On the Desktop
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See also: last week's Kernel page.
The current kernel release is 2.4.8, which was announced by Linus on August 10. It includes much of the recent virtual memory work, many fixes, a new emu10k1 driver (see below), and a bunch of unspecified stuff from the "ac" releases.
On the prepatch front, Linus is, as of this writing, up to 2.4.9pre4; it contains a number of fixes, but, unless you've been bitten by a 2.4.8 bug or have a need to export VFAT filesystems over NFS, there's not too much that's exciting.
Alan Cox's latest is 2.4.8ac5. Included in this patch is a substantial set of IDE driver updates, a number of ReiserFS portability fixes, the integration of the intermezzo distributed filesystem code, the beginnings of the merge of the 64-bit PowerPC code, and a great many other fixes and updates. It's currently missing the virtual memory and emu10k1 code from 2.4.8. According to Alan: "This is a fairly experimental -ac so please treat it with care."
SB Live gets an update. The most controversial change in 2.4.8, perhaps, is the inclusion of a new emu10k1 (SB Live) driver. This patch was put together from the Creative Labs CVS archive by Robert Love. Mr. Love is not the official emu10k1 maintainer - but, then, it's not at all clear who is. The driver packaged with the kernel had not been updated for a year, and had a number of known problems.
Of course, the new driver also has some problems - in some cases breaking things for people who had a working system before. Stable kernels aren't really supposed to break things that way, so there has been a certain level of disgruntlement. Some of the new problems, at least, are easy to fix; those who build the driver as a module should go with the 2.4.9 prepatches or apply this patch. Some of the other problems may require some more serious debugging work.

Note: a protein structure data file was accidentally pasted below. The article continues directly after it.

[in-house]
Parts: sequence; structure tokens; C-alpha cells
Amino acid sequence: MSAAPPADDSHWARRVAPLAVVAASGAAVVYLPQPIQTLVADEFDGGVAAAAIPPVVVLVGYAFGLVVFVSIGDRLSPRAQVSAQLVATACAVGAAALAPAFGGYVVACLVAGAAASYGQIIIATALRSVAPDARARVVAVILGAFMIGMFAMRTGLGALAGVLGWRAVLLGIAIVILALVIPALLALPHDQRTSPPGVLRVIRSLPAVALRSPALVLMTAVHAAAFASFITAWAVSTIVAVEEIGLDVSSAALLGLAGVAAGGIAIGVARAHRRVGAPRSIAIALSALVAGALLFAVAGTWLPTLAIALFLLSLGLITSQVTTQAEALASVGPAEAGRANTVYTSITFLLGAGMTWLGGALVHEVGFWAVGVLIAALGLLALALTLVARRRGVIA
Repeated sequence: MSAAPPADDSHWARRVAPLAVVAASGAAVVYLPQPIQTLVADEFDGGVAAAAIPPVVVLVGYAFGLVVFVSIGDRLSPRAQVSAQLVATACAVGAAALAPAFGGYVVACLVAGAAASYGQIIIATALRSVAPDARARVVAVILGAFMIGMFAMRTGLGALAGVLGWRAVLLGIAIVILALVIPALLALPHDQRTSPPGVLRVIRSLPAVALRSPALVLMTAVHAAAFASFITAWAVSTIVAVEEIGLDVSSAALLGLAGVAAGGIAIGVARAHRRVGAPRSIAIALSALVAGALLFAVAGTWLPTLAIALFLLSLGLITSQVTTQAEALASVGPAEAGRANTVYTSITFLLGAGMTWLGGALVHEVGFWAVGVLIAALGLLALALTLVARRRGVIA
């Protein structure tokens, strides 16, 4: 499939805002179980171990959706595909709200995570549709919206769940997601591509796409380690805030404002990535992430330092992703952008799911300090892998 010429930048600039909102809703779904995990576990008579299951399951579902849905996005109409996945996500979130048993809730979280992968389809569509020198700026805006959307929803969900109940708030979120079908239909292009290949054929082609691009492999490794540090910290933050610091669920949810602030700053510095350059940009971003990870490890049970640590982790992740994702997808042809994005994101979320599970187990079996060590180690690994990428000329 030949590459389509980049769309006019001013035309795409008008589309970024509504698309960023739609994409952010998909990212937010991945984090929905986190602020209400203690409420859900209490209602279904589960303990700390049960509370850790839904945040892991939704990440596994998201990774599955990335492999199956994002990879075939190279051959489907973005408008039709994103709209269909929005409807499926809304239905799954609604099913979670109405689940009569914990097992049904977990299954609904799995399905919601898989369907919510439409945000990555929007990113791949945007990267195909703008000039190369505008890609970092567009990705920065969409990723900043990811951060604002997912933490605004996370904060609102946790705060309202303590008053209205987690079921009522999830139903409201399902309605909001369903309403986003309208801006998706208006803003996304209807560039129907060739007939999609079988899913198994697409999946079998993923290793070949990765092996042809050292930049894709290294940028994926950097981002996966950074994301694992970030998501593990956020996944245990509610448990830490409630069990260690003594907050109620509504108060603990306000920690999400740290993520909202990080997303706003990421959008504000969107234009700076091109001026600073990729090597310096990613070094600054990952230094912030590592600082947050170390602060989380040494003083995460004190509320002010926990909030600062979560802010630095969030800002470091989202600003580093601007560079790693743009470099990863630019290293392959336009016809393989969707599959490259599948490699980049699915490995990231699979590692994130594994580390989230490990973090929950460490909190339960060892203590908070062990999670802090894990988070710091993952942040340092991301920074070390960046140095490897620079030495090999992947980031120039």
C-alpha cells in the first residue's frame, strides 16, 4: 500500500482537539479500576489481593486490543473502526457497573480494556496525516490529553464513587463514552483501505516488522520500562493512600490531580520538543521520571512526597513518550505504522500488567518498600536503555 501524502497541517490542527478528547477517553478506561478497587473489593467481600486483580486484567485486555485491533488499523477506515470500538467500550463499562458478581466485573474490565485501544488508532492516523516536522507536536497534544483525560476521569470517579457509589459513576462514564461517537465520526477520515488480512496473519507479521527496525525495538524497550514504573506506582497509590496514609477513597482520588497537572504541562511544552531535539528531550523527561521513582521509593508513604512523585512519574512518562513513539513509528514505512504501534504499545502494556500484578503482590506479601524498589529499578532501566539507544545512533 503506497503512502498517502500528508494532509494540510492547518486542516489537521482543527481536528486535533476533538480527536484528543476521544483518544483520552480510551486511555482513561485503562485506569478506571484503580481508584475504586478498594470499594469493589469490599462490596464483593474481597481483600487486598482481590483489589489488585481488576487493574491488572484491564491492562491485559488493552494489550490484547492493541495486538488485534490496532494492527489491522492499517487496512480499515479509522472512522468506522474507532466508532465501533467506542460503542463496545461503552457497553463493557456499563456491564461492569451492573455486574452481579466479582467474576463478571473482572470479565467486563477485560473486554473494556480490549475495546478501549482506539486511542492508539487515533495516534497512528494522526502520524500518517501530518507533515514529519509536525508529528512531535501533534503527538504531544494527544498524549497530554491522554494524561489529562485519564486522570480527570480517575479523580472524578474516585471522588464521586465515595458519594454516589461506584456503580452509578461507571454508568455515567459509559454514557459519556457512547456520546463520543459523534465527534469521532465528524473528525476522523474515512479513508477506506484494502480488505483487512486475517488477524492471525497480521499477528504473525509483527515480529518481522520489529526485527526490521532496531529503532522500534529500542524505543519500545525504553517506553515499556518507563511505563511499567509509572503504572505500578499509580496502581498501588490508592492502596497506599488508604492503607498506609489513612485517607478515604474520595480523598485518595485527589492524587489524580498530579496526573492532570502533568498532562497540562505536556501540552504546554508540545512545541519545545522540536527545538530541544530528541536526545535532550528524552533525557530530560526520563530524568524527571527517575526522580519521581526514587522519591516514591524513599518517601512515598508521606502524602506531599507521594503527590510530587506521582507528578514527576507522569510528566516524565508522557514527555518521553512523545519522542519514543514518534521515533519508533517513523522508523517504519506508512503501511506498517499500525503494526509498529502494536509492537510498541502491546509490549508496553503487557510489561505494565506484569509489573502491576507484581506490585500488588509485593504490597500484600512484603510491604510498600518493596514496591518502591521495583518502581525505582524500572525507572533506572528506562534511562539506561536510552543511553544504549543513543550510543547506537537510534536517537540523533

It probably will not take very long before the inclusion of the new driver looks like a good thing to all involved. The old driver was clearly stagnant and in need of attention; the new one fixes a number of known problems, meaning that it actually works for some people for the first time. Development activity has already picked up, patches to enable more features and fix some problems, enable even more features, and add documentation have found their way onto the list. With luck, long-suffering Linux emu10k1 users will be much happier soon.
Where should patches go? As the "ac" series looks increasingly like the anteroom to the official Linux kernel, some kernel hackers have been known to wonder where their patches should go. Should they go to Alan, to Linus, or to both? Things are not helped by the fact that patches sent to Linus often seem to simply disappear into the void. An acknowledgement (or explicit rejection) from the Great Penguin is rare.
The answer from Linus is pretty straightforward: he wants to see the patches, even if he has silently dropped them in the past:
Re-sending is always the right thing to do. Sometimes it takes a few times, and you can add a small exasperated message at the top by the third time ("Don't you love me any more?").
This system evidently works for Linus, but it does leave some of the other developers wondering just what is going on. A more organized approach to patch management has been advocated many times, but it doesn't ever seem to happen. Linus likes things the way they are.
Logical Volume Manager updates. Heinz J. Mauelshagen has announced the 1.0 release of the Logical Volume Manager (LVM) for Linux. With this release, LVM is said to be stable and production ready. Note that, for those currently running an LVM release older than 0.9.1-beta8, there are some upgrade issues; be sure to read the instructions carefully.
Chris Mason has released a patch which makes LVM snapshots work properly with ReiserFS (and other filesystems as well). There is also an updated version that works with the recent superblock handling changes.
Other patches and updates released this week include:
Section Editor: Jonathan Corbet
August 16, 2001